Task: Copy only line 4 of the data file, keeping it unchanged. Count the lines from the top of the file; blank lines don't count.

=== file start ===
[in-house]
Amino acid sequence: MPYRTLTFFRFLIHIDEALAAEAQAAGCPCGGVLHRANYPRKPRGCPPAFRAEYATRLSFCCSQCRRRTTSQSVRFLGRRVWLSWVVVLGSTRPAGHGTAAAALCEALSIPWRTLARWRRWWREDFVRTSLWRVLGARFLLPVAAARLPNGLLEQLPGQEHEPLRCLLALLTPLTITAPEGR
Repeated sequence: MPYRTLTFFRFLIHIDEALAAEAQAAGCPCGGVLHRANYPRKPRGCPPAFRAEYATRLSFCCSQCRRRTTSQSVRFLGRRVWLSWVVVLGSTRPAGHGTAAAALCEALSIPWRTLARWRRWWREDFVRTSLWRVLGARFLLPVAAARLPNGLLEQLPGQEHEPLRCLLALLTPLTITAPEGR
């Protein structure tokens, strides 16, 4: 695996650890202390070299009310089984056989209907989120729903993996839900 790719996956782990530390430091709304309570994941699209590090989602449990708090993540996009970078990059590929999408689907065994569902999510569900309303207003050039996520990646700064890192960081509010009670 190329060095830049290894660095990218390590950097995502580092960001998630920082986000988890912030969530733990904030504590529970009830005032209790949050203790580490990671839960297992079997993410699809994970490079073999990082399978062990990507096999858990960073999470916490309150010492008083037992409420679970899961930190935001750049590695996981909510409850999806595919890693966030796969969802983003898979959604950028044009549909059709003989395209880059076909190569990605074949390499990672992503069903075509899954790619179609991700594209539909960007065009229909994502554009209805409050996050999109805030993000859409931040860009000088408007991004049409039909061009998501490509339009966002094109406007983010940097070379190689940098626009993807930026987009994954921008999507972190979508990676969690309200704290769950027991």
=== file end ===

């Protein structure tokens, strides 16, 4: 695996650890202390070299009310089984056989209907989120729903993996839900 790719996956782990530390430091709304309570994941699209590090989602449990708090993540996009970078990059590929999408689907065994569902999510569900309303207003050039996520990646700064890192960081509010009670 190329060095830049290894660095990218390590950097995502580092960001998630920082986000988890912030969530733990904030504590529970009830005032209790949050203790580490990671839960297992079997993410699809994970490079073999990082399978062990990507096999858990960073999470916490309150010492008083037992409420679970899961930190935001750049590695996981909510409850999806595919890693966030796969969802983003898979959604950028044009549909059709003989395209880059076909190569990605074949390499990672992503069903075509899954790619179609991700594209539909960007065009229909994502554009209805409050996050999109805030993000859409931040860009000088408007991004049409039909061009998501490509339009966002094109406007983010940097070379190689940098626009993807930026987009994954921008999507972190979508990676969690309200704290769950027991």